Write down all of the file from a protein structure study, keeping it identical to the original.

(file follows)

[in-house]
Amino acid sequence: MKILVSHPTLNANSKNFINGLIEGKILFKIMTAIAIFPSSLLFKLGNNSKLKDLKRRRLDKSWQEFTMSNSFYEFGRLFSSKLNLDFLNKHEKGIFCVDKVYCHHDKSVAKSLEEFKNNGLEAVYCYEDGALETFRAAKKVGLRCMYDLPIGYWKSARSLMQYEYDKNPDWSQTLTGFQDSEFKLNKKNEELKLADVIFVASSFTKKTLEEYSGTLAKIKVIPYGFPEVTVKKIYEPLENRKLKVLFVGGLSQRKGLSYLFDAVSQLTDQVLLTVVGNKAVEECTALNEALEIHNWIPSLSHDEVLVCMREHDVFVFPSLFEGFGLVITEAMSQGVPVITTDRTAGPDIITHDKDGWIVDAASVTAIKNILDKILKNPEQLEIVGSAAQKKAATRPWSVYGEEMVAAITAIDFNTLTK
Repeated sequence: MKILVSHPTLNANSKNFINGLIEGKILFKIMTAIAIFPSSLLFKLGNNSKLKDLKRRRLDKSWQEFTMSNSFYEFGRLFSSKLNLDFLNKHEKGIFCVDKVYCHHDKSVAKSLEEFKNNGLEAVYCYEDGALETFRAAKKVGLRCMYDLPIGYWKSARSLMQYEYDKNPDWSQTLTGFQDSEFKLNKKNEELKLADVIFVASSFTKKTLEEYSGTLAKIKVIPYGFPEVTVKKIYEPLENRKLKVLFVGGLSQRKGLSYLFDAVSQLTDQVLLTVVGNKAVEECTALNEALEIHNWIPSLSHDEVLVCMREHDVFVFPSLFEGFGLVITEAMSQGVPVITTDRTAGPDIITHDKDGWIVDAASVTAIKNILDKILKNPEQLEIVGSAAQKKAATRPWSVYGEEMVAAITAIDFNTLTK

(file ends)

[in-house]
Amino acid sequence: MKILVSHPTLNANSKNFINGLIEGKILFKIMTAIAIFPSSLLFKLGNNSKLKDLKRRRLDKSWQEFTMSNSFYEFGRLFSSKLNLDFLNKHEKGIFCVDKVYCHHDKSVAKSLEEFKNNGLEAVYCYEDGALETFRAAKKVGLRCMYDLPIGYWKSARSLMQYEYDKNPDWSQTLTGFQDSEFKLNKKNEELKLADVIFVASSFTKKTLEEYSGTLAKIKVIPYGFPEVTVKKIYEPLENRKLKVLFVGGLSQRKGLSYLFDAVSQLTDQVLLTVVGNKAVEECTALNEALEIHNWIPSLSHDEVLVCMREHDVFVFPSLFEGFGLVITEAMSQGVPVITTDRTAGPDIITHDKDGWIVDAASVTAIKNILDKILKNPEQLEIVGSAAQKKAATRPWSVYGEEMVAAITAIDFNTLTK
Repeated sequence: MKILVSHPTLNANSKNFINGLIEGKILFKIMTAIAIFPSSLLFKLGNNSKLKDLKRRRLDKSWQEFTMSNSFYEFGRLFSSKLNLDFLNKHEKGIFCVDKVYCHHDKSVAKSLEEFKNNGLEAVYCYEDGALETFRAAKKVGLRCMYDLPIGYWKSARSLMQYEYDKNPDWSQTLTGFQDSEFKLNKKNEELKLADVIFVASSFTKKTLEEYSGTLAKIKVIPYGFPEVTVKKIYEPLENRKLKVLFVGGLSQRKGLSYLFDAVSQLTDQVLLTVVGNKAVEECTALNEALEIHNWIPSLSHDEVLVCMREHDVFVFPSLFEGFGLVITEAMSQGVPVITTDRTAGPDIITHDKDGWIVDAASVTAIKNILDKILKNPEQLEIVGSAAQKKAATRPWSVYGEEMVAAITAIDFNTLTK